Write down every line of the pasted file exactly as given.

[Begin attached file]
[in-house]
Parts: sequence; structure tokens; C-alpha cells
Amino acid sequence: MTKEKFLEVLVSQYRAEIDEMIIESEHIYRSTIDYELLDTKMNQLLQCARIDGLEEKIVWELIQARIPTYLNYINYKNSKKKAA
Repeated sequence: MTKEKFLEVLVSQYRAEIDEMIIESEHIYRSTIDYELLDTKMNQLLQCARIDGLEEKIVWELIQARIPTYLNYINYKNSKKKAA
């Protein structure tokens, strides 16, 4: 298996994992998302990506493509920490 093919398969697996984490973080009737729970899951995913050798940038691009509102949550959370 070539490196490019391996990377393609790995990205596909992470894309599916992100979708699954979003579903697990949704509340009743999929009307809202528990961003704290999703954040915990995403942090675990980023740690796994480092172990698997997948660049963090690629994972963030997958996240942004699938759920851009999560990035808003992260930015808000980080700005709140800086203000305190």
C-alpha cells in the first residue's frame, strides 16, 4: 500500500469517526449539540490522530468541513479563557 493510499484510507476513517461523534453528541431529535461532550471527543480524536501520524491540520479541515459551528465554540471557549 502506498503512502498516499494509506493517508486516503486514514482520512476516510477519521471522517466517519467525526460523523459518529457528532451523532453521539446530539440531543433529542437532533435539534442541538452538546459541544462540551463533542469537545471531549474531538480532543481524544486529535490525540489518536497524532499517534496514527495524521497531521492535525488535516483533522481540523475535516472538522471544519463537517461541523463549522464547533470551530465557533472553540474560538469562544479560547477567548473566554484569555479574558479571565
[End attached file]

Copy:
[in-house]
Parts: sequence; structure tokens; C-alpha cells
Amino acid sequence: MTKEKFLEVLVSQYRAEIDEMIIESEHIYRSTIDYELLDTKMNQLLQCARIDGLEEKIVWELIQARIPTYLNYINYKNSKKKAA
Repeated sequence: MTKEKFLEVLVSQYRAEIDEMIIESEHIYRSTIDYELLDTKMNQLLQCARIDGLEEKIVWELIQARIPTYLNYINYKNSKKKAA
């Protein structure tokens, strides 16, 4: 298996994992998302990506493509920490 093919398969697996984490973080009737729970899951995913050798940038691009509102949550959370 070539490196490019391996990377393609790995990205596909992470894309599916992100979708699954979003579903697990949704509340009743999929009307809202528990961003704290999703954040915990995403942090675990980023740690796994480092172990698997997948660049963090690629994972963030997958996240942004699938759920851009999560990035808003992260930015808000980080700005709140800086203000305190």
C-alpha cells in the first residue's frame, strides 16, 4: 500500500469517526449539540490522530468541513479563557 493510499484510507476513517461523534453528541431529535461532550471527543480524536501520524491540520479541515459551528465554540471557549 502506498503512502498516499494509506493517508486516503486514514482520512476516510477519521471522517466517519467525526460523523459518529457528532451523532453521539446530539440531543433529542437532533435539534442541538452538546459541544462540551463533542469537545471531549474531538480532543481524544486529535490525540489518536497524532499517534496514527495524521497531521492535525488535516483533522481540523475535516472538522471544519463537517461541523463549522464547533470551530465557533472553540474560538469562544479560547477567548473566554484569555479574558479571565